The equality watchdog has been operating without a disability commissioner for the last month, because of delays in recruiting a successor for Tory peer Lord [Chris] Holmes.
A replacement for Lord Holmes (pictured) was supposed to be in place by mid-January, but the government has yet to announce a successor.
The Equality and Human Rights Commission (EHRC) declined to comment on the delay, but confirmed that Lord Holmes had left his post on 14 January.
Interviews for the post are believed to have been carried out in December.
The government has so far refused to say how many people were interviewed for the role, although it has confirmed that the successful candidate will be someone who is or has been a disabled person.
As well as acting as an EHRC commissioner, the successful candidate will chair the commission’s disability committee, although that committee is set to be disbanded this year and replaced by an advisory group that will not have the same legal powers to make decisions on issues affecting disabled people.
The Department for Education (DfE), the EHRC’s sponsor department, had not commented on the delayed appointment by noon today (Thursday).
Disabled activists welcomed Lord Holmes’s decision not to seek a second four-year term, when he made the announcement in November.
Concerns about his tenure had first been raised when he was made a Conservative peer, only seven months after his appointment as disability commissioner in 2013.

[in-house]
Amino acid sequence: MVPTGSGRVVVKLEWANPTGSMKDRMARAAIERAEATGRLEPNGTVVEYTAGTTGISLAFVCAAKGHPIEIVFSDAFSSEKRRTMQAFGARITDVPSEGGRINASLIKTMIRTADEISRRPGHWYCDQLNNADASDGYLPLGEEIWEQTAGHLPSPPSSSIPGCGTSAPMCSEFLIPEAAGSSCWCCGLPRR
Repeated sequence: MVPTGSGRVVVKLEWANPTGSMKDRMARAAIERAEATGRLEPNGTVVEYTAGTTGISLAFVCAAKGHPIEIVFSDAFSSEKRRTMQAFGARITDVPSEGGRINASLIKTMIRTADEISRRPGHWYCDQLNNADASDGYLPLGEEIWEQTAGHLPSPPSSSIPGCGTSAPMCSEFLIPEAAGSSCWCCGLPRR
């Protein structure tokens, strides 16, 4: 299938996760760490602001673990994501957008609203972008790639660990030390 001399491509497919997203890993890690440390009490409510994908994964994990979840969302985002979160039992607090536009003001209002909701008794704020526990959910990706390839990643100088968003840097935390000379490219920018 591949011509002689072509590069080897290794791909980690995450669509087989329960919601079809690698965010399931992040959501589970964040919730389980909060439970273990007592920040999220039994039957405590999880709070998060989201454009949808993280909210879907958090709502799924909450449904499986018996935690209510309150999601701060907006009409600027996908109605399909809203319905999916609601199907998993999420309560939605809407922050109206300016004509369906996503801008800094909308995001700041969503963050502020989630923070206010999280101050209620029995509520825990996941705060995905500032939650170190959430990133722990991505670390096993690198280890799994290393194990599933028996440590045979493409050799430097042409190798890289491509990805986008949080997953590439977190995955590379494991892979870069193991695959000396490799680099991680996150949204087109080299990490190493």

Those concerns resurfaced last year when EHRC announced that it had commissioned a major piece of research into whether the government’s welfare reforms had harmed the human rights of disabled people and other minority groups.
Disability Rights UK (DR UK) pointed out that Lord Holmes had voted in favour of many of those reforms after he joined the House of Lords, including cutting payments by £30 a week for some new employment and support allowance claimants.
DR UK also raised concerns over how disabled people could have confidence in the inquiry “whilst Lord Holmes has his position as a commissioner and chair of the EHRC’s disability committee”.
The following week, a letter calling on him to resign as disability commissioner was sent to EHRC by disabled activist Susan Archibald, after being signed by several leading disabled people and campaigning organisations, including Disabled People Against Cuts, Black Triangle Campaign, Pat’s Petition and the Spartacus Network.